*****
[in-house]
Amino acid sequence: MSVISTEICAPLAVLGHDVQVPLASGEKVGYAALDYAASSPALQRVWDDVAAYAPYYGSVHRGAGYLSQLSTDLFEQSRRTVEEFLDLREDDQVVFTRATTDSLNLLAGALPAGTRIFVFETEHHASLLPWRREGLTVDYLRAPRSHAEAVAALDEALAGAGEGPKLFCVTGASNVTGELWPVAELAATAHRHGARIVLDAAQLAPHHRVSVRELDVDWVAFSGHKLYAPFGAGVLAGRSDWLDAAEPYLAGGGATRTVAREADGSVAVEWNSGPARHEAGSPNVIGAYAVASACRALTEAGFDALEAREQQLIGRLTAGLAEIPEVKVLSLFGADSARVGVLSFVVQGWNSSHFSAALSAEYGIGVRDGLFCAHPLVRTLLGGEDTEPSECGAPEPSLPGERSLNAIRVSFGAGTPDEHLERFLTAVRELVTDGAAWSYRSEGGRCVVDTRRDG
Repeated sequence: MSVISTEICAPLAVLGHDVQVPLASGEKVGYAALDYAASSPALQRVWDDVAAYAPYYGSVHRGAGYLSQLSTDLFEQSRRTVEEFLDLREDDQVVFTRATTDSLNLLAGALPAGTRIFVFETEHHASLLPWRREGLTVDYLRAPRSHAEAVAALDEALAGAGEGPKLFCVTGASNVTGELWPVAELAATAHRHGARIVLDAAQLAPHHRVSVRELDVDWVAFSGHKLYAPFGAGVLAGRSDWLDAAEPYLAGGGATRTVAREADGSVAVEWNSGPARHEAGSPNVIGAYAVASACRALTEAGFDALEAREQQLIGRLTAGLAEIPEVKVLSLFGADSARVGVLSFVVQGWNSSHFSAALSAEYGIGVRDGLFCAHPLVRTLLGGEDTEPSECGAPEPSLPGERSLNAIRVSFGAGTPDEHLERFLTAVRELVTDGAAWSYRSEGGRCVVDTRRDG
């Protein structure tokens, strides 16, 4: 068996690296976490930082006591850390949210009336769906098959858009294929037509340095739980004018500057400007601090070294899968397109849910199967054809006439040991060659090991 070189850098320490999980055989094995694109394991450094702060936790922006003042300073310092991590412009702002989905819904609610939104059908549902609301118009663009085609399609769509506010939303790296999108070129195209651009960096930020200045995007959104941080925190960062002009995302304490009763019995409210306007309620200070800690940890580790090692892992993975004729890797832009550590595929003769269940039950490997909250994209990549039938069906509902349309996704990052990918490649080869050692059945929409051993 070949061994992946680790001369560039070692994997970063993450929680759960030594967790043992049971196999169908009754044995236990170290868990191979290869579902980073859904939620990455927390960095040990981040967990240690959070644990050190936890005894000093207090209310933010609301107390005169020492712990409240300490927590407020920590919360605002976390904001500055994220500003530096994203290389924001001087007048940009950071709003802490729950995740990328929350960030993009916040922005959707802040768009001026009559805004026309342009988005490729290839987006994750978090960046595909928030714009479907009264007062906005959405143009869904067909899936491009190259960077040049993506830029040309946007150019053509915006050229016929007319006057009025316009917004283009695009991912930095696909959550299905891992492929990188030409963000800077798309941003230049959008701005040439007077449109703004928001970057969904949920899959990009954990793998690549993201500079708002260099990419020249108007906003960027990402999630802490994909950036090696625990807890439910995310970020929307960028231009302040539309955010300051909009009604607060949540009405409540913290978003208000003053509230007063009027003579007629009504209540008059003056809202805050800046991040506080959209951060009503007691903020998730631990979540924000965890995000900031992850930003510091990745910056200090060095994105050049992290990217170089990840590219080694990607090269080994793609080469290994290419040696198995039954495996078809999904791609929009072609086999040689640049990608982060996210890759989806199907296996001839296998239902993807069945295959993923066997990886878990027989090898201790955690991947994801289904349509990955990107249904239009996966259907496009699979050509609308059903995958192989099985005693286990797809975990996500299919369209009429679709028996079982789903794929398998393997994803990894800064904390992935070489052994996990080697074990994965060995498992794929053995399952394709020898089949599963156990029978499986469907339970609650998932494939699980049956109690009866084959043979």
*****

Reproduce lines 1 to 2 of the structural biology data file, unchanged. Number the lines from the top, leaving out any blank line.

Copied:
[in-house]
Amino acid sequence: MSVISTEICAPLAVLGHDVQVPLASGEKVGYAALDYAASSPALQRVWDDVAAYAPYYGSVHRGAGYLSQLSTDLFEQSRRTVEEFLDLREDDQVVFTRATTDSLNLLAGALPAGTRIFVFETEHHASLLPWRREGLTVDYLRAPRSHAEAVAALDEALAGAGEGPKLFCVTGASNVTGELWPVAELAATAHRHGARIVLDAAQLAPHHRVSVRELDVDWVAFSGHKLYAPFGAGVLAGRSDWLDAAEPYLAGGGATRTVAREADGSVAVEWNSGPARHEAGSPNVIGAYAVASACRALTEAGFDALEAREQQLIGRLTAGLAEIPEVKVLSLFGADSARVGVLSFVVQGWNSSHFSAALSAEYGIGVRDGLFCAHPLVRTLLGGEDTEPSECGAPEPSLPGERSLNAIRVSFGAGTPDEHLERFLTAVRELVTDGAAWSYRSEGGRCVVDTRRDG